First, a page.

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Instructor Class Description

Time Schedule:

Axel Roesler
ART 131
Seattle Campus

Alternative Approaches to Art and Design

Presentation of process through which artists discover and translate ideas, feelings, and concerns into images or objects. Use of a wide variety of methods and approaches, from traditional to technological, to promote visual expression. Discussion and critiques leading toward better understanding the creative process.

Class description

Design Thinking: curiosity, empathy, ideas and innovation

The term 'Design Thinking' has gained broad popularity in fields as varied as business, medicine, education, and government as a framework to apply design techniques to complex design problems. Examples include health care, fixing inequalities in public education, finance, global health, and design for democracy. 

Student learning goals

Design thinking is comprised of five steps: 1. Understand the design situation, 2. Empathize with the people affected by the design, 3. Develop ideas collaboratively with participation of member of the audience affected by the design, practitioners, stakeholders, and domain experts, 4. Communicate ideas effectively to acquire resources for design development and implementation, and 5. Assess the impact of the design to evaluate change.

General method of instruction

We will explore cutting edge design methods and techniques to envision ideas for a desirable future. You will acquire a solid understanding and toolkit to foster innovation in your field by applying systematic ideation techniques, participatory and collaborative design methods, storytelling and visualization techniques to develop compelling ideas and present these effectively in front of various audiences that have the means to make a difference.

Recommended preparation

This class is targeted at students from all majors and design students. No previous design experience is required.

Class assignments and grading

Three design projects will be assigned to individual students and student teams. Additional reading assignments form the basis for in-class discussions. Students will be graded on the quality of design projects, in-class presentations, and in-class discussions.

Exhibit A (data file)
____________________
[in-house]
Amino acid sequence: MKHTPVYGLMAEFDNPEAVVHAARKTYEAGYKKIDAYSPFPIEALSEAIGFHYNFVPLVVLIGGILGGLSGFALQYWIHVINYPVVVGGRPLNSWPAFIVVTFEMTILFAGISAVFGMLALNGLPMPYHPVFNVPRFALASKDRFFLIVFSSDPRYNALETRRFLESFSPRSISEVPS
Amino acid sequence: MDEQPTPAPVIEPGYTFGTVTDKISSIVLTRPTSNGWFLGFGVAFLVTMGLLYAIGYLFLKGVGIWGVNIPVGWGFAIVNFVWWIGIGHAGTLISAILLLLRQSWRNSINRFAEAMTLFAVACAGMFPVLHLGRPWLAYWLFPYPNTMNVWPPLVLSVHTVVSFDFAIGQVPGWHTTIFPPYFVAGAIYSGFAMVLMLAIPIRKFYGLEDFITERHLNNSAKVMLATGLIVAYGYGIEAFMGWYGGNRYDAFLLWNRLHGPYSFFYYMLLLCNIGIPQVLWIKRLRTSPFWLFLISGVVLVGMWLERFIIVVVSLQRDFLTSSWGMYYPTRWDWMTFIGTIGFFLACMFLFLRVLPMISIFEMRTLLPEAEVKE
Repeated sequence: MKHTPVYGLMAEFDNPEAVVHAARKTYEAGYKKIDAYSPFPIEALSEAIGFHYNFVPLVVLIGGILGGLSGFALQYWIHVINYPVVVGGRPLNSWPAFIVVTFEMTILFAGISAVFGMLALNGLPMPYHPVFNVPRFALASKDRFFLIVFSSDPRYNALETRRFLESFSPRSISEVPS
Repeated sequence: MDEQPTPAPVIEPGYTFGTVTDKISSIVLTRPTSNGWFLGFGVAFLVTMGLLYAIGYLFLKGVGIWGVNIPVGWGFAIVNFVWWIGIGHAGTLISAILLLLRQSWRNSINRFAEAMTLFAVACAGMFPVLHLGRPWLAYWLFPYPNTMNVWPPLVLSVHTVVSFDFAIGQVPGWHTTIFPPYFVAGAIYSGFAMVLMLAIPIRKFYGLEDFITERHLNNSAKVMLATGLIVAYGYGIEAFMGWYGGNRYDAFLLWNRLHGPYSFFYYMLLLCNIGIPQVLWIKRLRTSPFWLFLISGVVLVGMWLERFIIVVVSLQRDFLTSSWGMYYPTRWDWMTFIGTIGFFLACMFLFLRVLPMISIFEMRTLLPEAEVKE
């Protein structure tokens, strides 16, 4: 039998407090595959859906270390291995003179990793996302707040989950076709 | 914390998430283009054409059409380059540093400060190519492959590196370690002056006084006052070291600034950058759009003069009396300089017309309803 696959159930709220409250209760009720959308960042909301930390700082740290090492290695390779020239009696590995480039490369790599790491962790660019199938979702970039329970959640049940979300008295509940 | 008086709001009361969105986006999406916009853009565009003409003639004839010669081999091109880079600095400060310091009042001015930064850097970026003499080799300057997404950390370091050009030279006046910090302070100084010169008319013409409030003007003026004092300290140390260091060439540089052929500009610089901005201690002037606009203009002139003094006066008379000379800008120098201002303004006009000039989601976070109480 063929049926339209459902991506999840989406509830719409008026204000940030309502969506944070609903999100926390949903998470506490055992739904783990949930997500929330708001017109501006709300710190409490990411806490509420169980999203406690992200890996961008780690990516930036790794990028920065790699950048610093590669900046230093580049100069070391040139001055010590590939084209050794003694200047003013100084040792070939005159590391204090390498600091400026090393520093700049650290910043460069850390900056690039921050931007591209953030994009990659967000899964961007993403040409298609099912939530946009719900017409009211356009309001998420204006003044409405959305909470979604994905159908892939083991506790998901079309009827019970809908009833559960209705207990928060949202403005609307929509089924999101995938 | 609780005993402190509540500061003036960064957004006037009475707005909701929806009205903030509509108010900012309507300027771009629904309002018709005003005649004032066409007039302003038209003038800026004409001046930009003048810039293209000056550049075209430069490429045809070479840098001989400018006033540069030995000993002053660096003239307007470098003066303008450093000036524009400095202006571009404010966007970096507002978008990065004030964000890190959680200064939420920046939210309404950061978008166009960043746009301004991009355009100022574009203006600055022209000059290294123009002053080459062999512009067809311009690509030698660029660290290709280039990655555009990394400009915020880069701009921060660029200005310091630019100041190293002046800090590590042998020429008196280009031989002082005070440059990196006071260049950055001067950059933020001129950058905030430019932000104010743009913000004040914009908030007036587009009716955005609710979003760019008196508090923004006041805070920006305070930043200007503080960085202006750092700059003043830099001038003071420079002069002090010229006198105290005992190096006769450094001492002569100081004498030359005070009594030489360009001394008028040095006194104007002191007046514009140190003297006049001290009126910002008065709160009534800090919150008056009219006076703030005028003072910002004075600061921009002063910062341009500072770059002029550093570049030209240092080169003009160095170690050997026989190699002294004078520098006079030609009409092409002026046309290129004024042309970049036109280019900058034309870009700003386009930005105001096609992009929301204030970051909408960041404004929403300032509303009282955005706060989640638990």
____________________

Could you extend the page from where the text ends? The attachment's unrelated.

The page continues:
3.9-4.0 The highest possible performance in all aspects of the course with work exemplifying exceptional quality. Exhibits outstanding creative potential.

3.5-3.8 Exhibits creative potential with superior performance in most aspects of the course; high quality in the remainder. Well prepared for subsequent courses in the field.

3.2-3.4 High performance in most aspects of the course. Very good chance of success in subsequent courses in the field. Exhibits some creative potential.

2.9-3.1 Good performance in some of the course; satisfactory performance in the remainder. Exhibits some creative potential. Good chance of success in subsequent courses in the field.

2.5-2.8 Demonstrates the minimum amount of research needed to complete the course with satisfactory performance.

2.2-2.4 Met basic requirements in most of the course, with the remainder being somewhat substandard.

1.9-2.1 Evidence of some learning but generally substandard performance. Marginal chance of success in subsequent courses in field.

0.7-1.8 Little evidence of learning. Poor performance in all aspects of the course. Totally unprepared for subsequent courses in the field.


The information above is intended to be helpful in choosing courses. Because the instructor may further develop his/her plans for this course, its characteristics are subject to change without notice. In most cases, the official course syllabus will be distributed on the first day of class.
Last Update by Axel Roesler
Date: 05/01/2013